Marillion – Holidays In Eden [Deluxe Edition]

Marillion – Holidays In Eden [Deluxe Edition]

Parlophone/Warner have now almost completed their run of deluxe set reissues from Marillion’s original eight-album run with EMI; Holidays In Eden is the seventh and Season’s End will complete the series when it is released in 2023. Each of these releases has been beautifully packaged and is very reasonably priced when one considers the content and quality of the product. That is, of course, unless you attempt to get hold of one a couple of years after release. The printing of the boxes seems to be limited to just an initial run with a 1CD of the re-mix released around six months later, making scarce copies eye-wateringly expensive. A copy of 2017’s 5CD Misplaced Childhood box will now set you back about £200.

Steve Hogarth’s second album with the band suffered similar problems to Fish’s second Marillion effort, Fugazi. Pressure on the band to come up with new material for an album led to something of a creative block. Combine that with EMI looking to get the band back on Top of the Pops and Mike and the Mechanics producer Chris Neil being brought on board, and the result is something which felt somewhat disjointed. Having said that, even though Holidays in Eden lacks a holistic style, it is a really solid collection of well-written material.

It was about 1990 when I first became a proper Marillion fan, imbibing the delights of The Thieving Magpie and Fish’s Vigil in A Wilderness of Mirrors. After thoroughly acquainting myself with Script for A Jester’s Tear through to Clutching at Straws, I picked up a copy of Holidays in Eden before I’d had the chance to hear Season’s End, so it was my first Hogarth album. If EMI were hoping to make a few sales via the singles, then it certainly worked with me. Dry Land, from Hogarth’s earlier band How We Live, was enough on its own to have me shelling out for a copy of the album. Like Waiting to Happen which follows it in the running order, this is a song in which the gentle and understated verses build up to bold and majestic choruses.

Cover My Eyes was the album’s lead single and, whilst not troubling the top ten in the way Kayleigh and her immediate siblings did, it did make the top forty and did very well in the Netherlands. It is Marillion meets U2, without a doubt, but it’s very catchy, has a great guitar solo and must surely have satisfied EMI’s desire for radio-friendly singles. The pleasingly mellow No One Can and Dry Land, which also found themselves pushing into the lower reaches of the top forty, gave the label their three singles allowing the rest of the album to be a proggier affair.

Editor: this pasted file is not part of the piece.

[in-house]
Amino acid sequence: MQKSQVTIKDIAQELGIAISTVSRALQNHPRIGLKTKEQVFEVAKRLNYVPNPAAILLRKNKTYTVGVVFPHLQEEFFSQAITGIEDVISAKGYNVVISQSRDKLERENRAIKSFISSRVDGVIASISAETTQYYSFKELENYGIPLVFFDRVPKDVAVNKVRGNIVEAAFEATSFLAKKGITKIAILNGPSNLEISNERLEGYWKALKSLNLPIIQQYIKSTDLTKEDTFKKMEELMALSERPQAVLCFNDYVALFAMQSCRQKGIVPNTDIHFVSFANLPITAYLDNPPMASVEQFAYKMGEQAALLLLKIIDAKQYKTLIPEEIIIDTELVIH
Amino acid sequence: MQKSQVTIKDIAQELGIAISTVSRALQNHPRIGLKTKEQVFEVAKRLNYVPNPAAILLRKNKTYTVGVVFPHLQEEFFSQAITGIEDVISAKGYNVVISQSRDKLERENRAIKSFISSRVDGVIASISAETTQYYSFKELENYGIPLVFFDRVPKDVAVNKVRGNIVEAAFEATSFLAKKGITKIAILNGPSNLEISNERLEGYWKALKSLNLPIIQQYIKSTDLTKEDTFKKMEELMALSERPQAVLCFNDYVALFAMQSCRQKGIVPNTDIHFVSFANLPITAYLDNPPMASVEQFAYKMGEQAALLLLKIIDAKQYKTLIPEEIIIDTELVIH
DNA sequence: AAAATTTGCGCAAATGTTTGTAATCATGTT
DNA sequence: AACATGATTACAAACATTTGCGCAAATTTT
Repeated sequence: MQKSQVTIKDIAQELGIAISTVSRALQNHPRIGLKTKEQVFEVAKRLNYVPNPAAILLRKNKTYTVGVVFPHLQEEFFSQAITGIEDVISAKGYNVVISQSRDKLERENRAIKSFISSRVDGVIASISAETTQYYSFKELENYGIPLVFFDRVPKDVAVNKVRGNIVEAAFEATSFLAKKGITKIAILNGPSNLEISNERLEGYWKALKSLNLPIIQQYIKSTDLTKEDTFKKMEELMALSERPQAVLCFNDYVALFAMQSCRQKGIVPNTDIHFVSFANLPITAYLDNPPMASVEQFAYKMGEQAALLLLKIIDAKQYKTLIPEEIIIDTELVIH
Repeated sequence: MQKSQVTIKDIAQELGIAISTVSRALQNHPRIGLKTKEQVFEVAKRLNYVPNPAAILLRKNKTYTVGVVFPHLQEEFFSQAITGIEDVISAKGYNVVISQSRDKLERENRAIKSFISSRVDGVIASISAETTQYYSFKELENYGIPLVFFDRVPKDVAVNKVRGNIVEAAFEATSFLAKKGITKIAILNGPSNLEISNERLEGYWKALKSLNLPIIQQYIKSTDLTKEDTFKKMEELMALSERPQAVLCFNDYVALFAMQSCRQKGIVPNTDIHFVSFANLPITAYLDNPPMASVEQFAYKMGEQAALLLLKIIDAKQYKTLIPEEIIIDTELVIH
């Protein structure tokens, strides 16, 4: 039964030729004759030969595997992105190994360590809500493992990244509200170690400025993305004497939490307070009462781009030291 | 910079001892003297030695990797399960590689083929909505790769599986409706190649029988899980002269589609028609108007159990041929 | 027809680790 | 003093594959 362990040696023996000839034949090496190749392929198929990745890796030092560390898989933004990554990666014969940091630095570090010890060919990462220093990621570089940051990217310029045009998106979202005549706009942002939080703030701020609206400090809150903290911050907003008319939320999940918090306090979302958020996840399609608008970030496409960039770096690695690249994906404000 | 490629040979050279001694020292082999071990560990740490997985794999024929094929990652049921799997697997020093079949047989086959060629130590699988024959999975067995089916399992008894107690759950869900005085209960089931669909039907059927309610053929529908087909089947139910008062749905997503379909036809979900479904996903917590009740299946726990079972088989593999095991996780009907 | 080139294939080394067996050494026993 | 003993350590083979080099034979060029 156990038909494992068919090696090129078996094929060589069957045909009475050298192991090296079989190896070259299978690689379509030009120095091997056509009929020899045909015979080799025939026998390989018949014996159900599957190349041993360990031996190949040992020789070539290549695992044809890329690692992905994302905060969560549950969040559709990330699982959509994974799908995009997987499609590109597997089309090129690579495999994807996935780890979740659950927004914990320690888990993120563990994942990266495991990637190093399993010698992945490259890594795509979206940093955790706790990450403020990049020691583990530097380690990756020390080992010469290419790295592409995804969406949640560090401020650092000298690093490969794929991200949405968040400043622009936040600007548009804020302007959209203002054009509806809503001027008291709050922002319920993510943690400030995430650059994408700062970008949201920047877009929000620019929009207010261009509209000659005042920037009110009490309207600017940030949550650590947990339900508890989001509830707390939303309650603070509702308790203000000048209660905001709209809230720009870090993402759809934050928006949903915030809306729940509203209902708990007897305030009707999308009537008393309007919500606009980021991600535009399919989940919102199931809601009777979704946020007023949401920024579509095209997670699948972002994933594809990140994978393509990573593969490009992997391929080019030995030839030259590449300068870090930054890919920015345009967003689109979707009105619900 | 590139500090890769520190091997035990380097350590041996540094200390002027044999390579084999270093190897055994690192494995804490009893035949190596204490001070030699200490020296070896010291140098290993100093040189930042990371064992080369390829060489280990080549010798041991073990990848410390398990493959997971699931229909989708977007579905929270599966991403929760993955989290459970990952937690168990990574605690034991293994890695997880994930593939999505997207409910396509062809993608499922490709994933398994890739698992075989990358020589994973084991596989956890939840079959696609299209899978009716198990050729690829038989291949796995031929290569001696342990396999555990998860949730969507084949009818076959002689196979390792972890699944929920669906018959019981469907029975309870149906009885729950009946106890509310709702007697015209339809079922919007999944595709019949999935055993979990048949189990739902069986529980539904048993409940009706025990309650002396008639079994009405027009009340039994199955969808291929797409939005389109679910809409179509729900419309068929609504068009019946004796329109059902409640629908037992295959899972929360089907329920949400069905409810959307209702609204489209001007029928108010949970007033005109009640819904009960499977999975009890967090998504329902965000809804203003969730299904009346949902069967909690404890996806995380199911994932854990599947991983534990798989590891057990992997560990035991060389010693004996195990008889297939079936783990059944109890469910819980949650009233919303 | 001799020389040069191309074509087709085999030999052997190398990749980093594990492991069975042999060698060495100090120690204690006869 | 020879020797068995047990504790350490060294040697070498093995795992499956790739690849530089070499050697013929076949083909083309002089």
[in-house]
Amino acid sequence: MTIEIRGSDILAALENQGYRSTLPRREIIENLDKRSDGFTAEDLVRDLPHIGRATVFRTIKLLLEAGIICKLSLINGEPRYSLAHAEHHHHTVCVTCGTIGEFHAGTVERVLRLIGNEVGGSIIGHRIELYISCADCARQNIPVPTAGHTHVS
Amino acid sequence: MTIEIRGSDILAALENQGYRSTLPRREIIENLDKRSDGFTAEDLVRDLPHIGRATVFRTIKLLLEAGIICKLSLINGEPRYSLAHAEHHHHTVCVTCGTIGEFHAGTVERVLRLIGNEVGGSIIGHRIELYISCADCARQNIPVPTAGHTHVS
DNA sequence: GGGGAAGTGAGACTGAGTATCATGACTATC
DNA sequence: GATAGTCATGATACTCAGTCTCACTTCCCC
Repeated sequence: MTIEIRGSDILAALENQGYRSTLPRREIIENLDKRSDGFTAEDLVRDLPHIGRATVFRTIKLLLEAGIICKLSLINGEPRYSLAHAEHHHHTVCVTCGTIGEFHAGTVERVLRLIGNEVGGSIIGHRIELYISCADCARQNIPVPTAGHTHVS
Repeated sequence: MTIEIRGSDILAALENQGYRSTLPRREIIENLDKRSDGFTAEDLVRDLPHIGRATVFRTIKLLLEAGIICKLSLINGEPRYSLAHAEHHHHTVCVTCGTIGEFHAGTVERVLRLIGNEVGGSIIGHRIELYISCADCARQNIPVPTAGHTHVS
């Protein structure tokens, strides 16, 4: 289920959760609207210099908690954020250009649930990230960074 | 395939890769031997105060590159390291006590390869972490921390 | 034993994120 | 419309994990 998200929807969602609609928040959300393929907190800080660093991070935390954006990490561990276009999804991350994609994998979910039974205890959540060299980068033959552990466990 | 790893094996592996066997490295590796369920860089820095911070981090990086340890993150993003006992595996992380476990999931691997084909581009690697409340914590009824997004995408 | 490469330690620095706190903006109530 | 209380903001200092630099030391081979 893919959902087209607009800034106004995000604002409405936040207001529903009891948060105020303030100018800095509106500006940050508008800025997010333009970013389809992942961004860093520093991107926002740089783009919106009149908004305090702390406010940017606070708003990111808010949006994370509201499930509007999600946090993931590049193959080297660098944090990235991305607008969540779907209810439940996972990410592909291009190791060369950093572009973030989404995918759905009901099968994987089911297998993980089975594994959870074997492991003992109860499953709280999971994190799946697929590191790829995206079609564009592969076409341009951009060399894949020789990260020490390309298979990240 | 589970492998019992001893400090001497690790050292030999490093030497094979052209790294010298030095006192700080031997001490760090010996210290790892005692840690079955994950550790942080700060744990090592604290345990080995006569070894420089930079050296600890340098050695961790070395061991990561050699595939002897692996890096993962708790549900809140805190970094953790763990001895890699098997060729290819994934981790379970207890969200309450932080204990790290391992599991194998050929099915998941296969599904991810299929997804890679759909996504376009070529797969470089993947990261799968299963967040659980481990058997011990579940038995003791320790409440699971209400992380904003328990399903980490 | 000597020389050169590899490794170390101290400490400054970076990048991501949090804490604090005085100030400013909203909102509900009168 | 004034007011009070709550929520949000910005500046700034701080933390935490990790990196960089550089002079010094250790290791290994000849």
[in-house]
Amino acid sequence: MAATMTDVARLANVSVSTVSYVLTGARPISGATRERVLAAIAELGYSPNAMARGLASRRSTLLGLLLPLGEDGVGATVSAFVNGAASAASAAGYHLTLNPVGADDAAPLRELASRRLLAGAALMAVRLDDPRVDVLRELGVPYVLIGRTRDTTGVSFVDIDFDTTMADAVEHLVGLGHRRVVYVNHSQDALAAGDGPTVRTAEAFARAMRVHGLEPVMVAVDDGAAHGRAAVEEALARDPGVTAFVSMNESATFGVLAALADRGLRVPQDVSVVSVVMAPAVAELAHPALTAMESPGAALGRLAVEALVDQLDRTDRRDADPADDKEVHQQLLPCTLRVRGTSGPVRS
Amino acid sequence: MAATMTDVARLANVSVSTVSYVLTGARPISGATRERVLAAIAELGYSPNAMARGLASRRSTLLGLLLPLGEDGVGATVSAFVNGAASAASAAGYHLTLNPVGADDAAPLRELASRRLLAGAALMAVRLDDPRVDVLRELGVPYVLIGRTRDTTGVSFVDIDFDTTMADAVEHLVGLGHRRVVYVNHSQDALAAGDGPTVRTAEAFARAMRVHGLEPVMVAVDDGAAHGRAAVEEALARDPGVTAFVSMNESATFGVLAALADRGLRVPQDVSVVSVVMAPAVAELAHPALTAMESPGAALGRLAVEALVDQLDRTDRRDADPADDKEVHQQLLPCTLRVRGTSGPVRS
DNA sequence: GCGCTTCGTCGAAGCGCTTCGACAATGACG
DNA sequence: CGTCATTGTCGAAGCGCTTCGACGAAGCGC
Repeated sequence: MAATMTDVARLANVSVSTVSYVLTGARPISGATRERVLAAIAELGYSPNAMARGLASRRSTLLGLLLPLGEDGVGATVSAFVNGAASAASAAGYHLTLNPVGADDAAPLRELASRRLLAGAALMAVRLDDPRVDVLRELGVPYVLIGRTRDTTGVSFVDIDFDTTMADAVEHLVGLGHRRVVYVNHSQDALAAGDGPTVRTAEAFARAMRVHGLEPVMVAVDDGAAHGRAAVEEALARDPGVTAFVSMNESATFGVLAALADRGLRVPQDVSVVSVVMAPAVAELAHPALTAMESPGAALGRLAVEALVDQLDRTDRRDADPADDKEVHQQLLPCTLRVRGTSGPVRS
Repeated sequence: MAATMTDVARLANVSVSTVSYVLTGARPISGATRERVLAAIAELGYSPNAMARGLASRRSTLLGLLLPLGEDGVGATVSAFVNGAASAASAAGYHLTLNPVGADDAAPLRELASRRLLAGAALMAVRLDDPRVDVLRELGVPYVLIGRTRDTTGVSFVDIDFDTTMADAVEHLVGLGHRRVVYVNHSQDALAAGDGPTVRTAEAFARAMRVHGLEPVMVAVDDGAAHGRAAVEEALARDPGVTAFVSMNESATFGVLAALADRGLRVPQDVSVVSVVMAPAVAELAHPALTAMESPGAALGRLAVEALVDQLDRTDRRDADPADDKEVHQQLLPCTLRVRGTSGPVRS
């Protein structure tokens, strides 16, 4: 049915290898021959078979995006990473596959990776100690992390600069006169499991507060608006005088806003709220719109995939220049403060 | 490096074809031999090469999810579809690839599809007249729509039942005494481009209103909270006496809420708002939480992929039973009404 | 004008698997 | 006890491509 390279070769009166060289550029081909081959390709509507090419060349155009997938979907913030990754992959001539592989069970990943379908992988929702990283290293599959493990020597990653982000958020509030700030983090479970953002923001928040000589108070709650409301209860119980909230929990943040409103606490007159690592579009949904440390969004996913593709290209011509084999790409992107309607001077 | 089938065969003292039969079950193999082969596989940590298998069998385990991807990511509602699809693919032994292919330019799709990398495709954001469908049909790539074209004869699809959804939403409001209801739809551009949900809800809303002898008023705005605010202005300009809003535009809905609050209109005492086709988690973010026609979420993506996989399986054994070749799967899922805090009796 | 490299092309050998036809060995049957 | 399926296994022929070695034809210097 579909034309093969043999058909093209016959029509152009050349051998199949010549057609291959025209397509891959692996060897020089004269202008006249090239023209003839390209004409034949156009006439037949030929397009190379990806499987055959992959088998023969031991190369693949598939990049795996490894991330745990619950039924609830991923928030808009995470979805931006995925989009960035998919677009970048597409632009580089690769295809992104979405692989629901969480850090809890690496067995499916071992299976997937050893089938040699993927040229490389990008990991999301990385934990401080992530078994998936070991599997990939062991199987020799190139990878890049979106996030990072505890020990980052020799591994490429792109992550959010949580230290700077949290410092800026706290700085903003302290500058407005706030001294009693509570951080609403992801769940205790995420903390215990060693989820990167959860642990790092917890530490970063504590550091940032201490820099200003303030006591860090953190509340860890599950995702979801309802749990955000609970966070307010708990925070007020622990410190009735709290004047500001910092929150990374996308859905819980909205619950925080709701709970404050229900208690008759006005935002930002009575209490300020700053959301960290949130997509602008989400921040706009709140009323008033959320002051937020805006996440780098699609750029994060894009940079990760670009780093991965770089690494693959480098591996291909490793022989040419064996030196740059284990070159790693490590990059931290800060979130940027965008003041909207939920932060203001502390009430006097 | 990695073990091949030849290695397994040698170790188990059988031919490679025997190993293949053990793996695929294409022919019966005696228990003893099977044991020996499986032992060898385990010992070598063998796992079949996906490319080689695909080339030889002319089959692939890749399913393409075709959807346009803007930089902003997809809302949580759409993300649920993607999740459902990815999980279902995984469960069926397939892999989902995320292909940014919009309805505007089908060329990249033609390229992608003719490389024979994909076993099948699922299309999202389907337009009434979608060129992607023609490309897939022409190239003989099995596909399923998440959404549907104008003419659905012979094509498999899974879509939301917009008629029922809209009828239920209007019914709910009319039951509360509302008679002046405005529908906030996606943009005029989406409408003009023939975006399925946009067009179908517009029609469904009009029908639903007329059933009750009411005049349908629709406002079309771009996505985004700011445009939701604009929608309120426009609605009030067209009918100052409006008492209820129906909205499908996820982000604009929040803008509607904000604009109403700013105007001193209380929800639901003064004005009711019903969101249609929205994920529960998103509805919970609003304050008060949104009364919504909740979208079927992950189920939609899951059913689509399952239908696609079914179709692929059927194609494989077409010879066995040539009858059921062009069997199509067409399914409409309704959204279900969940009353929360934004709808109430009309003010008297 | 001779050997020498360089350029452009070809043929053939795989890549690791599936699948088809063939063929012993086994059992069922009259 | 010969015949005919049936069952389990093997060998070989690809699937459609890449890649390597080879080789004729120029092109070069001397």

Splintering Heart is suitably bombastic once we pass “not as much as this…”, and so too is the title track with its repeated ascending chord sequence. The Party is a track I’ve always loved and when I first heard it I was an angst-ridden sixth former so it absolutely chimed with my adolescent self. Now, as an angst-ridden middle-aged man, at a distance from this kind of party, the lyrics remind me of Fish’s poor naïve girl in the dancing beams of the Fidra lighthouse. The closing trilogy, which I didn’t know originated from a time when Fish was in the band, has never done much for me, though I really like the second half of 100 Nights.

One of the biggest questions for fans is likely to be how different the Stephen Taylor re-mix is from the original album, given the terrific job Bradfield and Mackintosh have done with the Fish albums. The sound is undoubtedly crisper, especially on the keyboards (the intro to The Party, for example), but it’s not as markedly different. I would say to anyone who hasn’t been buying these deluxe editions it is still well worth buying the 1CD versions of the Bradfield/Mackintosh remixes from the Fish era (the new mix of Script… is simply stunning) but this one is less essential.

As with the previous deluxe editions, the documentary is fascinating viewing. My overall impression is that, despite this being a first opportunity to work as a band, it still relied a lot on Hogarth/How We Live pieces and pre-Hogarth Marillion pieces. For all that, though, Holidays… is an album I always really enjoy hearing. With that in mind, the Hammersmith gig is a nice one to have. The set is almost entirely made up of Hogarth-era songs and gives us rare outings for tracks like A Collection and Dry Land. There are a few nice little touches to this set, like the way the band run Cover My Eyes into Lords of the Backstage. The Rockpalast gig too really adds value to this release.